Trump raises stakes with sanctions list
Taxes on up to $60 billion worth of imports will target high-tech goods in response to ‘unfair’ licensing rules
On Sunday, Beijing slapped extra tariffs of up to 25 percent on 128 US products, including frozen pork, as well as wine and certain fruits and nuts, in response to US tariffs on imports of aluminum and steel announced last month by the Trump administration.
Fears are growing that the two countries will spiral into a trade war that will crush global growth.
US technology industry officials said they expected the Trump administration’s list to target products that benefit from Beijing’s “Made in China 2025” program, which aims to upgrade the country’s domestic manufacturing base with more advanced products.
The state-led program targets 10 strategic industries for replacing imports with Chinese-made products: advanced information technology, robotics, aircraft, shipbuilding and marine engineering, advanced rail equipment, new energy vehicles, electrical generation equipment, agricultural machinery, pharmaceuticals and advanced materials.
“Foreign technology acquisition through various means remains a prime focus under Made in China 2025 because China is still catching up in many of the areas prioritized for development,” USTR said in its report justifying the tariffs.
US Trade Representative Robert Lighthizer has said that preserving America’s technological edge is “the future of the US economy.”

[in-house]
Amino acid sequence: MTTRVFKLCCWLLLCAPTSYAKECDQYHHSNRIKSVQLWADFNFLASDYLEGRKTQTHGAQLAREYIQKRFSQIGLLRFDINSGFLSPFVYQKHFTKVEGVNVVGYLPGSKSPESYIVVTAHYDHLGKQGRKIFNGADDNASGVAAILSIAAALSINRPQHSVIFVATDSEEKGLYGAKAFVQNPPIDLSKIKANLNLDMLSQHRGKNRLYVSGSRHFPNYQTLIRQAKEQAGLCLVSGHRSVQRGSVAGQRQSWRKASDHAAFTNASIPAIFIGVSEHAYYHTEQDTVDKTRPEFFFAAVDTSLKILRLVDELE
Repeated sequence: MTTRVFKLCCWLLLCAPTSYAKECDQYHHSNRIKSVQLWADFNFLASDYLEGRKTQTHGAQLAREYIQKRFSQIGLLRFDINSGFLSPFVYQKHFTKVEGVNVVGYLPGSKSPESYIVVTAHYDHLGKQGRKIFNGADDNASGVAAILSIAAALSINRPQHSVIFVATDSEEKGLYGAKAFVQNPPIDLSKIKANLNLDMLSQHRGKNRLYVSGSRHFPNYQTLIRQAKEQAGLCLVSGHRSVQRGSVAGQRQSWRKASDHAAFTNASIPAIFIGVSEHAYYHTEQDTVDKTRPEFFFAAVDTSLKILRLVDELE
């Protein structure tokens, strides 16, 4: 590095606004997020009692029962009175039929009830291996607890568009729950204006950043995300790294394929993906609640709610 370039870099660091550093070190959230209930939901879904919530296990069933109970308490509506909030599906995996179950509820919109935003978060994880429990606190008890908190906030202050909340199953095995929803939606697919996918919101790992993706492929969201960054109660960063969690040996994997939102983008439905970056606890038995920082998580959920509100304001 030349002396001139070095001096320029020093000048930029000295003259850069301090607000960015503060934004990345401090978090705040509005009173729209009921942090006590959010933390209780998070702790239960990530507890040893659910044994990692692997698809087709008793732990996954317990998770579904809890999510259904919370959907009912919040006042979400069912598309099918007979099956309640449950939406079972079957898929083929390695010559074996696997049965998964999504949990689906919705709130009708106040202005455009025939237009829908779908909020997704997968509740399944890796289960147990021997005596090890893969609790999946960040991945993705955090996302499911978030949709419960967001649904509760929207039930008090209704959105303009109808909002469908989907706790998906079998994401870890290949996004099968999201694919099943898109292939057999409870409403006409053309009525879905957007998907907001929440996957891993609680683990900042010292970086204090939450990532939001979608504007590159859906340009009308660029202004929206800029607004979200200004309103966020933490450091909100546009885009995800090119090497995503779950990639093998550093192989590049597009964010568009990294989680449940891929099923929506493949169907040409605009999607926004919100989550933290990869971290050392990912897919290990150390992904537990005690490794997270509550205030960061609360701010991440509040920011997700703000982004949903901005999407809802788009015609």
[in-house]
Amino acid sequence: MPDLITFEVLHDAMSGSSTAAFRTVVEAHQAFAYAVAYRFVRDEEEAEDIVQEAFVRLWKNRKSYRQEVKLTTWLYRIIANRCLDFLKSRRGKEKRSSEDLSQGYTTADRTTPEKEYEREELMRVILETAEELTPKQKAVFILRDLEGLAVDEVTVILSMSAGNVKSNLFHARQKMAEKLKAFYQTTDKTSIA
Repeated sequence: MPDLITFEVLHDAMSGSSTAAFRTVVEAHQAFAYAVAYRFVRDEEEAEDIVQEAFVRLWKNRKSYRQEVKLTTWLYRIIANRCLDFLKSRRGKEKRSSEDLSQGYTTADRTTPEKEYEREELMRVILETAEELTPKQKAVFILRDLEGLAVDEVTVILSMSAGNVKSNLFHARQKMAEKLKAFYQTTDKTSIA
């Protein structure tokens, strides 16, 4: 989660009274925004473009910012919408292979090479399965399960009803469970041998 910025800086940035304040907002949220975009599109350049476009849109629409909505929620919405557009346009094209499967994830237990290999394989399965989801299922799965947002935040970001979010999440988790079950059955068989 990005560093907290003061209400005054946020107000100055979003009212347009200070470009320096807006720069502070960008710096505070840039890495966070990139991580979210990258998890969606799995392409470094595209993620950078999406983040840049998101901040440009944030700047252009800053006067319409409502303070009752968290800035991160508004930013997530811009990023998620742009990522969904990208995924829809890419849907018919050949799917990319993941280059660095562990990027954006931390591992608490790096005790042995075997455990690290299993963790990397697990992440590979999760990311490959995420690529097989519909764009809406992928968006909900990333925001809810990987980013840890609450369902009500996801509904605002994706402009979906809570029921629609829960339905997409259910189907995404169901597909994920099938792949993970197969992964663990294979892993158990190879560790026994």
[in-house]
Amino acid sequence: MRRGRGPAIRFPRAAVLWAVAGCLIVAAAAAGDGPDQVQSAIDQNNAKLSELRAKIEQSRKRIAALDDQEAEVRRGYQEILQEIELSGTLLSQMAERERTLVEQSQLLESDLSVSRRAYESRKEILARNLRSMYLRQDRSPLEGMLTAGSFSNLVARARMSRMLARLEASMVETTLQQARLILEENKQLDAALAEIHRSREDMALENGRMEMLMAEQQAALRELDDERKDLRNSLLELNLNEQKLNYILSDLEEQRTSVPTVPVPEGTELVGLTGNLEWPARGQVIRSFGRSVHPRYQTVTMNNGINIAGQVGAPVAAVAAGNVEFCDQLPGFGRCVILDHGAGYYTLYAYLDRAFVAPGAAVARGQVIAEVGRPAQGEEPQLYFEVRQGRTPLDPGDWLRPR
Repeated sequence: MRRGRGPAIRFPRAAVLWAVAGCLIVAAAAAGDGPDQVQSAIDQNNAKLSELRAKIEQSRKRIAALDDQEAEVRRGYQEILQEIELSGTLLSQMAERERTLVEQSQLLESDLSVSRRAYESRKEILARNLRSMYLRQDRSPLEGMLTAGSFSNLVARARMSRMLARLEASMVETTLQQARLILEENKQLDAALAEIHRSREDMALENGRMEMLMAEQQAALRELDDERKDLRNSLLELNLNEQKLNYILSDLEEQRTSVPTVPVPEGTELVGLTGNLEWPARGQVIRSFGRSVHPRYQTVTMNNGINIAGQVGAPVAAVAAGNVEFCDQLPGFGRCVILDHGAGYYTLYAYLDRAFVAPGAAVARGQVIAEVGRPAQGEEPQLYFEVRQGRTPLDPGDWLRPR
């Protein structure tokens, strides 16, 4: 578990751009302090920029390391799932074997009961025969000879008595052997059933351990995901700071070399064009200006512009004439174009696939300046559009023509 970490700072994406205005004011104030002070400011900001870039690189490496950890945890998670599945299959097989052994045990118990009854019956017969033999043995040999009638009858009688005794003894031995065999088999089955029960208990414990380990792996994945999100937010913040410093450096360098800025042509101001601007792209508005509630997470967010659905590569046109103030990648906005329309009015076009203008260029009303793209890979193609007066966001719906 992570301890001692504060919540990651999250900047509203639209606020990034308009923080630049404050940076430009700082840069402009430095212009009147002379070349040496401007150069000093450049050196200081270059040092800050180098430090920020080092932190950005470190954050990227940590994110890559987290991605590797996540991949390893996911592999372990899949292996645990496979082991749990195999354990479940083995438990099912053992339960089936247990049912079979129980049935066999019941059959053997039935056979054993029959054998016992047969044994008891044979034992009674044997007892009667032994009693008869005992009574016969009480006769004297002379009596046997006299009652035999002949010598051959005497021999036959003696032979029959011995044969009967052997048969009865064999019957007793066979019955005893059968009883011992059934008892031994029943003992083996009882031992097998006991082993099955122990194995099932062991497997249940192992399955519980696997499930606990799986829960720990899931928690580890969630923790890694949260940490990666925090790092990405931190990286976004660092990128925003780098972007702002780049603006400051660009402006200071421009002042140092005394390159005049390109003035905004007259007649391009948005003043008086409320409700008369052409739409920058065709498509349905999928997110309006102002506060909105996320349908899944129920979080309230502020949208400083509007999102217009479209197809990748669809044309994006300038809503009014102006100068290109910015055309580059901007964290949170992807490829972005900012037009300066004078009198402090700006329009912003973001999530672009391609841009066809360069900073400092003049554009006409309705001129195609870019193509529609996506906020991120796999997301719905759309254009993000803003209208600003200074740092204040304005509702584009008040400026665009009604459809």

Reports that the tariff list may also include consumer goods such as clothing and footwear drew strong protests from US business groups, which argued that it would raise prices for US consumers.
While there have been contacts between senior members of the Trump administration and their Chinese counterparts since Trump announced his intention to impose tariffs, there has been little evidence of intensive negotiations to forestall them.
“The administration is following the Japan model from the 1980s,” said a tech industry executive. “They will publish a Federal Register notice of tariffs on certain products, then try to reach a negotiated settlement over the next 60 days.”
During his first stint at USTR in the Reagan administration, Lighthizer employed similar tactics to win voluntary Japanese export restraints on steel and autos.
Wendy Cutler, a former deputy USTR in charge of Asia negotiations, said that addressing the sweeping intellectual property allegations identified by USTR would require major changes to China’s industrial policy. A 60-day settlement may not be realistic in that case.
“I think they have set up a high bar for what they need to achieve, in order not to impose these types of tariffs and investment restrictions,” Cutler said.
STRATEGIC TARGET: A worker polishes steel pipes at a Dongbei Special Steel Group factory in Dalian, China. (Reuters)